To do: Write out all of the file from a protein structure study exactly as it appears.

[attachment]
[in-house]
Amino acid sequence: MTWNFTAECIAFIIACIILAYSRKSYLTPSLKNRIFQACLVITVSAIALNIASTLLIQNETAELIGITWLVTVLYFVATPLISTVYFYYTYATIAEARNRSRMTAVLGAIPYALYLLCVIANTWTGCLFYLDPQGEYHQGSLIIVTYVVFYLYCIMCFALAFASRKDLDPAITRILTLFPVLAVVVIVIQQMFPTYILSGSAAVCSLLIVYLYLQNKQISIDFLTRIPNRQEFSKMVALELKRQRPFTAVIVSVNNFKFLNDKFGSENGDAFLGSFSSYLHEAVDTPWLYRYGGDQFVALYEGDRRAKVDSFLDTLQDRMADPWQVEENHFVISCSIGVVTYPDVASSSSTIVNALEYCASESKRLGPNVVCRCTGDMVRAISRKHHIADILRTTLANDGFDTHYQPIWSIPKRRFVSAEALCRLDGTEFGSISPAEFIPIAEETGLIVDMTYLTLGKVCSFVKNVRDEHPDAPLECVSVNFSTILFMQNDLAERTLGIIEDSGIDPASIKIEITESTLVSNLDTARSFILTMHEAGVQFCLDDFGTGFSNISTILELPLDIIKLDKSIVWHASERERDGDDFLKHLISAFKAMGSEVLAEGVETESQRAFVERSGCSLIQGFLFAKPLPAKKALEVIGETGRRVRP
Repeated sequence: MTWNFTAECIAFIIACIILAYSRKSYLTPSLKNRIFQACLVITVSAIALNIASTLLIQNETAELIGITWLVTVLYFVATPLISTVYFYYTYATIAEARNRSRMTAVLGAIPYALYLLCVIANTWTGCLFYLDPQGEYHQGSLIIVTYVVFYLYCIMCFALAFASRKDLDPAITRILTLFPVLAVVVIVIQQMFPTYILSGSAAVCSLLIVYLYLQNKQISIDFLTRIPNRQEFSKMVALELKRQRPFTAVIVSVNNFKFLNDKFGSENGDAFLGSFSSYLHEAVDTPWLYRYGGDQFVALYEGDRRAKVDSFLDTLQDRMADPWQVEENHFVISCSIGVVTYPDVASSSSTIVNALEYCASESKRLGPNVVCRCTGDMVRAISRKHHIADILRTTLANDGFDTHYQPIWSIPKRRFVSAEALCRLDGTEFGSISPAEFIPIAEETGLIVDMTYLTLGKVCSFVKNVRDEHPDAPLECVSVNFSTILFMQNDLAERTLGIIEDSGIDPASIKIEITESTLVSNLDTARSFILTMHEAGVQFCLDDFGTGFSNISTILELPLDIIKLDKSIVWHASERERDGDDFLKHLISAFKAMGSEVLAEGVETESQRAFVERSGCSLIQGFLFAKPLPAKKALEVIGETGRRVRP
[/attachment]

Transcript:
[in-house]
Amino acid sequence: MTWNFTAECIAFIIACIILAYSRKSYLTPSLKNRIFQACLVITVSAIALNIASTLLIQNETAELIGITWLVTVLYFVATPLISTVYFYYTYATIAEARNRSRMTAVLGAIPYALYLLCVIANTWTGCLFYLDPQGEYHQGSLIIVTYVVFYLYCIMCFALAFASRKDLDPAITRILTLFPVLAVVVIVIQQMFPTYILSGSAAVCSLLIVYLYLQNKQISIDFLTRIPNRQEFSKMVALELKRQRPFTAVIVSVNNFKFLNDKFGSENGDAFLGSFSSYLHEAVDTPWLYRYGGDQFVALYEGDRRAKVDSFLDTLQDRMADPWQVEENHFVISCSIGVVTYPDVASSSSTIVNALEYCASESKRLGPNVVCRCTGDMVRAISRKHHIADILRTTLANDGFDTHYQPIWSIPKRRFVSAEALCRLDGTEFGSISPAEFIPIAEETGLIVDMTYLTLGKVCSFVKNVRDEHPDAPLECVSVNFSTILFMQNDLAERTLGIIEDSGIDPASIKIEITESTLVSNLDTARSFILTMHEAGVQFCLDDFGTGFSNISTILELPLDIIKLDKSIVWHASERERDGDDFLKHLISAFKAMGSEVLAEGVETESQRAFVERSGCSLIQGFLFAKPLPAKKALEVIGETGRRVRP
Repeated sequence: MTWNFTAECIAFIIACIILAYSRKSYLTPSLKNRIFQACLVITVSAIALNIASTLLIQNETAELIGITWLVTVLYFVATPLISTVYFYYTYATIAEARNRSRMTAVLGAIPYALYLLCVIANTWTGCLFYLDPQGEYHQGSLIIVTYVVFYLYCIMCFALAFASRKDLDPAITRILTLFPVLAVVVIVIQQMFPTYILSGSAAVCSLLIVYLYLQNKQISIDFLTRIPNRQEFSKMVALELKRQRPFTAVIVSVNNFKFLNDKFGSENGDAFLGSFSSYLHEAVDTPWLYRYGGDQFVALYEGDRRAKVDSFLDTLQDRMADPWQVEENHFVISCSIGVVTYPDVASSSSTIVNALEYCASESKRLGPNVVCRCTGDMVRAISRKHHIADILRTTLANDGFDTHYQPIWSIPKRRFVSAEALCRLDGTEFGSISPAEFIPIAEETGLIVDMTYLTLGKVCSFVKNVRDEHPDAPLECVSVNFSTILFMQNDLAERTLGIIEDSGIDPASIKIEITESTLVSNLDTARSFILTMHEAGVQFCLDDFGTGFSNISTILELPLDIIKLDKSIVWHASERERDGDDFLKHLISAFKAMGSEVLAEGVETESQRAFVERSGCSLIQGFLFAKPLPAKKALEVIGETGRRVRP